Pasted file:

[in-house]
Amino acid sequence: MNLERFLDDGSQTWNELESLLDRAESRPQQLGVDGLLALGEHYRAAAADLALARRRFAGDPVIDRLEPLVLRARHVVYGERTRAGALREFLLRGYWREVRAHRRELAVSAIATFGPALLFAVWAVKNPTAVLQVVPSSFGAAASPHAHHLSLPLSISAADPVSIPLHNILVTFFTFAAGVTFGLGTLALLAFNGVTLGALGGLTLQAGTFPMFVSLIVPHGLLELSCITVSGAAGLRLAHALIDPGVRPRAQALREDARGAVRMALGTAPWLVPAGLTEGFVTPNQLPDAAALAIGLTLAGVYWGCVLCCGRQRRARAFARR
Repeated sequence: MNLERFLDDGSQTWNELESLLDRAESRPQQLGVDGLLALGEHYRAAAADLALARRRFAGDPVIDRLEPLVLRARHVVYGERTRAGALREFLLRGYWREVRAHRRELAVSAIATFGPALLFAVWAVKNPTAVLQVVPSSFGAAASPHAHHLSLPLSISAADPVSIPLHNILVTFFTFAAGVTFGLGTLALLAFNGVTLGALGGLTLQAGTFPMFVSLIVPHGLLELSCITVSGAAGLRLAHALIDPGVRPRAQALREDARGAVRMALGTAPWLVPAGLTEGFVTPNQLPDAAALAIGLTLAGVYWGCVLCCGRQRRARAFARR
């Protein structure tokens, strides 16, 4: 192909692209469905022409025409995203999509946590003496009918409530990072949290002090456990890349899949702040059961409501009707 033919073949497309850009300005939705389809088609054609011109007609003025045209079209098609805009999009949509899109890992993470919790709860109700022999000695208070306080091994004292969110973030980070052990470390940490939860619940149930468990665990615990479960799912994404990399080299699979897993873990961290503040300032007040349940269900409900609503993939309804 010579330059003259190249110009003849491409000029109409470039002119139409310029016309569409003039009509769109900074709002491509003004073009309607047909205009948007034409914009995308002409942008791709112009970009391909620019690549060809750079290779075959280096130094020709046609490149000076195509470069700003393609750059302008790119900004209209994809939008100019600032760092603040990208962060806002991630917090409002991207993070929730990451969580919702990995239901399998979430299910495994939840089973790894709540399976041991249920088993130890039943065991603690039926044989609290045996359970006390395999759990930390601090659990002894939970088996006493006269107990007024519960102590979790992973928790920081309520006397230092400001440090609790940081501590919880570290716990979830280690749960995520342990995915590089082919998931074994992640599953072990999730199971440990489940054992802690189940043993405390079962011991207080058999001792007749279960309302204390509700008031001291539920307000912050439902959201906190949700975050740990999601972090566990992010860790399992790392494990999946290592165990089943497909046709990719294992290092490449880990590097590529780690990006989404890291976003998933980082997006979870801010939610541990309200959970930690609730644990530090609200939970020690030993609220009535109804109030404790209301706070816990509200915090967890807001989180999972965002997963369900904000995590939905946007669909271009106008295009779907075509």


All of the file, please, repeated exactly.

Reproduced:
[in-house]
Amino acid sequence: MNLERFLDDGSQTWNELESLLDRAESRPQQLGVDGLLALGEHYRAAAADLALARRRFAGDPVIDRLEPLVLRARHVVYGERTRAGALREFLLRGYWREVRAHRRELAVSAIATFGPALLFAVWAVKNPTAVLQVVPSSFGAAASPHAHHLSLPLSISAADPVSIPLHNILVTFFTFAAGVTFGLGTLALLAFNGVTLGALGGLTLQAGTFPMFVSLIVPHGLLELSCITVSGAAGLRLAHALIDPGVRPRAQALREDARGAVRMALGTAPWLVPAGLTEGFVTPNQLPDAAALAIGLTLAGVYWGCVLCCGRQRRARAFARR
Repeated sequence: MNLERFLDDGSQTWNELESLLDRAESRPQQLGVDGLLALGEHYRAAAADLALARRRFAGDPVIDRLEPLVLRARHVVYGERTRAGALREFLLRGYWREVRAHRRELAVSAIATFGPALLFAVWAVKNPTAVLQVVPSSFGAAASPHAHHLSLPLSISAADPVSIPLHNILVTFFTFAAGVTFGLGTLALLAFNGVTLGALGGLTLQAGTFPMFVSLIVPHGLLELSCITVSGAAGLRLAHALIDPGVRPRAQALREDARGAVRMALGTAPWLVPAGLTEGFVTPNQLPDAAALAIGLTLAGVYWGCVLCCGRQRRARAFARR
């Protein structure tokens, strides 16, 4: 192909692209469905022409025409995203999509946590003496009918409530990072949290002090456990890349899949702040059961409501009707 033919073949497309850009300005939705389809088609054609011109007609003025045209079209098609805009999009949509899109890992993470919790709860109700022999000695208070306080091994004292969110973030980070052990470390940490939860619940149930468990665990615990479960799912994404990399080299699979897993873990961290503040300032007040349940269900409900609503993939309804 010579330059003259190249110009003849491409000029109409470039002119139409310029016309569409003039009509769109900074709002491509003004073009309607047909205009948007034409914009995308002409942008791709112009970009391909620019690549060809750079290779075959280096130094020709046609490149000076195509470069700003393609750059302008790119900004209209994809939008100019600032760092603040990208962060806002991630917090409002991207993070929730990451969580919702990995239901399998979430299910495994939840089973790894709540399976041991249920088993130890039943065991603690039926044989609290045996359970006390395999759990930390601090659990002894939970088996006493006269107990007024519960102590979790992973928790920081309520006397230092400001440090609790940081501590919880570290716990979830280690749960995520342990995915590089082919998931074994992640599953072990999730199971440990489940054992802690189940043993405390079962011991207080058999001792007749279960309302204390509700008031001291539920307000912050439902959201906190949700975050740990999601972090566990992010860790399992790392494990999946290592165990089943497909046709990719294992290092490449880990590097590529780690990006989404890291976003998933980082997006979870801010939610541990309200959970930690609730644990530090609200939970020690030993609220009535109804109030404790209301706070816990509200915090967890807001989180999972965002997963369900904000995590939905946007669909271009106008295009779907075509």